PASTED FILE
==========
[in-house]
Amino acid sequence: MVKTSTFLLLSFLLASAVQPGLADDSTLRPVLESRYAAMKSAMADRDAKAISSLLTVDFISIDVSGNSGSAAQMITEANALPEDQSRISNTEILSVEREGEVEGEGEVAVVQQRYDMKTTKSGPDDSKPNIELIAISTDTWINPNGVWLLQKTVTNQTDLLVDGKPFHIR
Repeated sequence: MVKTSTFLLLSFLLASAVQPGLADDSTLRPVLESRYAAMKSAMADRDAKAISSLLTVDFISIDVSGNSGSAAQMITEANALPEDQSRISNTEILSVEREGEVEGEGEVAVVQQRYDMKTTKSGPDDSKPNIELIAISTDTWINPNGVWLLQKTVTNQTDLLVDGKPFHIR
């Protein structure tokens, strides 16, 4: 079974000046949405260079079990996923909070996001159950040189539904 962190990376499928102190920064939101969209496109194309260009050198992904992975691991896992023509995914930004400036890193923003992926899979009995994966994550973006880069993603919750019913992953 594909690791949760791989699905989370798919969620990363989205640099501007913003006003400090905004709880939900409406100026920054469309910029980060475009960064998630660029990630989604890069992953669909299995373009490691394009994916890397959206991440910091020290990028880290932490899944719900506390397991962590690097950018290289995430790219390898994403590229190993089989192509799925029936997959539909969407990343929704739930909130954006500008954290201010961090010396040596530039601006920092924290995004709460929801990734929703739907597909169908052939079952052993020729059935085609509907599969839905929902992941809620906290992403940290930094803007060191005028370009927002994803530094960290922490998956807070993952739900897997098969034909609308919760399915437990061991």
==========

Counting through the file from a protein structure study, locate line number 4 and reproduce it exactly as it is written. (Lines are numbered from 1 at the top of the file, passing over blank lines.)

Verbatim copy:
């Protein structure tokens, strides 16, 4: 079974000046949405260079079990996923909070996001159950040189539904 962190990376499928102190920064939101969209496109194309260009050198992904992975691991896992023509995914930004400036890193923003992926899979009995994966994550973006880069993603919750019913992953 594909690791949760791989699905989370798919969620990363989205640099501007913003006003400090905004709880939900409406100026920054469309910029980060475009960064998630660029990630989604890069992953669909299995373009490691394009994916890397959206991440910091020290990028880290932490899944719900506390397991962590690097950018290289995430790219390898994403590229190993089989192509799925029936997959539909969407990343929704739930909130954006500008954290201010961090010396040596530039601006920092924290995004709460929801990734929703739907597909169908052939079952052993020729059935085609509907599969839905929902992941809620906290992403940290930094803007060191005028370009927002994803530094960290922490998956807070993952739900897997098969034909609308919760399915437990061991």